# Contour and Density Layers with ggmap

December 13, 2013
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I am busy working on a project which uses data from the World Wide Lightning Location Network (WWLLN). Specifically, I am trying to reproduce some of the results from

Orville, Richard E, Gary R. Huffines, John Nielsen-Gammon, Renyi Zhang, Brandon Ely, Scott Steiger, Stephen Phillips, Steve Allen, and William Read. 2001. “Enhancement of Cloud-to-Ground Lightning over Houston, Texas.” Geophysical Research Letters 28 (13): 2597–2600.

This is what the data look like:

```> head(W)
lat     lon    dist
1 29.775 -94.649  68.706
2 30.240 -94.270 117.872
3 29.803 -94.418  91.166
4 29.886 -94.342  99.316
5 29.892 -94.085 123.992
6 29.898 -94.071 125.458
> attributes(W)\$ndays
 1096
```

I have already pre-processed the data quite extensively and use the geosphere package to add a column giving the distances from the centre of Houston to each lightning discharge. The ndays attribute indicates the number of days included in the data.

I want to plot the density of lightning on a map of the area around Houston. The first step is to get the map data.

```> library(ggmap)
>
> houston = c(lon = -95.36, lat =  29.76)
>
> houston.map = get_map(location = houston, zoom = 8, color = "bw")
```

My initial attempt at creating the map used the following:

```> ggmap(houston.map, extent = "panel", maprange=FALSE) +
+   geom_density2d(data = W, aes(x = lon, y = lat)) +
+   stat_density2d(data = W, aes(x = lon, y = lat,  fill = ..level.., alpha = ..level..),
+                  size = 0.01, bins = 16, geom = 'polygon') +
+   scale_fill_gradient(low = "green", high = "red") +
+   scale_alpha(range = c(0.00, 0.25), guide = FALSE) +
+   theme(legend.position = "none", axis.title = element_blank(), text = element_text(size = 12))
```

And this gave a rather pleasing result. But I was a little uneasy about those contours near the edges: there was no physical reason why they should be running more or less parallel to the boundaries of the plot. It turns out that my suspicions were well founded. After some fiddling around I found that if I changed the extent argument then I got to see the bigger picture.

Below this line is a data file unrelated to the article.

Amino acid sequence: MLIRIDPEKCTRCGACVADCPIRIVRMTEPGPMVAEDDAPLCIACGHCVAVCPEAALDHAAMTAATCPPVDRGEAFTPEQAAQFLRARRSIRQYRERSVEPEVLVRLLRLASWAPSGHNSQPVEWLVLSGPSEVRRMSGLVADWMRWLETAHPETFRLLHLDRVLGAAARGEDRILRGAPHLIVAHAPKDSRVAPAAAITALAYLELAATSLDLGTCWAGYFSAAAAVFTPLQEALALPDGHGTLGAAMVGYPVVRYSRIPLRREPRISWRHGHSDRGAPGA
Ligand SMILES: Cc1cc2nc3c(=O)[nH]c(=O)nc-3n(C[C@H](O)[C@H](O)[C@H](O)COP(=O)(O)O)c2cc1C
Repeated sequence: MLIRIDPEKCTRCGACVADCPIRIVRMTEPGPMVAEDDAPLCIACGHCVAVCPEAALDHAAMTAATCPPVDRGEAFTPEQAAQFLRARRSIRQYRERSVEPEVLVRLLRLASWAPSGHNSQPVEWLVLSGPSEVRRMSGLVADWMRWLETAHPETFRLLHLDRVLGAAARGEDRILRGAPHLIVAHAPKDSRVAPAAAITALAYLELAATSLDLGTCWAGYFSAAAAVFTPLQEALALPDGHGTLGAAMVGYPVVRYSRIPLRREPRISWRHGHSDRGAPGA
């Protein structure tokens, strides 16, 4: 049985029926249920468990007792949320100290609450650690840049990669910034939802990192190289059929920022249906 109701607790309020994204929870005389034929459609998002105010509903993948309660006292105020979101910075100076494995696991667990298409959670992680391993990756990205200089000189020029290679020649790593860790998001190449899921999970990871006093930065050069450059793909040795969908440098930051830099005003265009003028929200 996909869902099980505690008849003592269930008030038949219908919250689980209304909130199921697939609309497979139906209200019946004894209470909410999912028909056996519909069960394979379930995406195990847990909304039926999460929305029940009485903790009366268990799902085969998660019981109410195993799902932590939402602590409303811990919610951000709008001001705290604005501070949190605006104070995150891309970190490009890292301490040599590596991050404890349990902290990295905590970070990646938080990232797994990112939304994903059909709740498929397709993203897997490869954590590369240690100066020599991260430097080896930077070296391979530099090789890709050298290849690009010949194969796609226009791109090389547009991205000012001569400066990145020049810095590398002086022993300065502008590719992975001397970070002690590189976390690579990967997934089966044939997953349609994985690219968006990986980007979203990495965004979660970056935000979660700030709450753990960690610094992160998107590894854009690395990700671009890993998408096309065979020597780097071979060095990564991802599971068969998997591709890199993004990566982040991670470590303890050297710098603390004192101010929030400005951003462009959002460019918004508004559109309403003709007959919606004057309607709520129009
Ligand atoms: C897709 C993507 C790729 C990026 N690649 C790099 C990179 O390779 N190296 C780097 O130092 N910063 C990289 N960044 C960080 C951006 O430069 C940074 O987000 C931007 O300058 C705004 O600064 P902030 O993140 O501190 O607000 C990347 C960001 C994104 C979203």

```> ggmap(houston.map, extent = "normal", maprange=FALSE) %+% W + aes(x = lon, y = lat) +
+   geom_density2d() +
+   stat_density2d(aes(fill = ..level.., alpha = ..level..),
+                  size = 0.01, bins = 16, geom = 'polygon') +
+   scale_fill_gradient(low = "green", high = "red") +
+   scale_alpha(range = c(0.00, 0.25), guide = FALSE) +
+   theme(legend.position = "none", axis.title = element_blank(), text = element_text(size = 12))
```

You will also note here a different syntax for feeding the data into ggplot. The resulting plot shows that in my initial plot the data were being truncated at the boundaries of the plot. Now at least I have more realistic densities and contours. But, of course, I didn’t want all of that extra space around the map. Not a problem because we can crop the map once the contour and density layers have been added.

```> ggmap(houston.map, extent = "normal", maprange=FALSE) %+% W + aes(x = lon, y = lat) +
+     geom_density2d() +
+     stat_density2d(aes(fill = ..level.., alpha = ..level..),
+                    size = 0.01, bins = 16, geom = 'polygon') +
+     scale_fill_gradient(low = "green", high = "red") +
+     scale_alpha(range = c(0.00, 0.25), guide = FALSE) +
+     coord_map(projection="mercator",
+               xlim=c(attr(houston.map, "bb")\$ll.lon, attr(houston.map, "bb")\$ur.lon),
+               ylim=c(attr(houston.map, "bb")\$ll.lat, attr(houston.map, "bb")\$ur.lat)) +
+     theme(legend.position = "none", axis.title = element_blank(), text = element_text(size = 12))
```

And this gives the final plot, which I think is very pleasing indeed! R-bloggers.com offers daily e-mail updates about R news and tutorials about learning R and many other topics. Click here if you're looking to post or find an R/data-science job.
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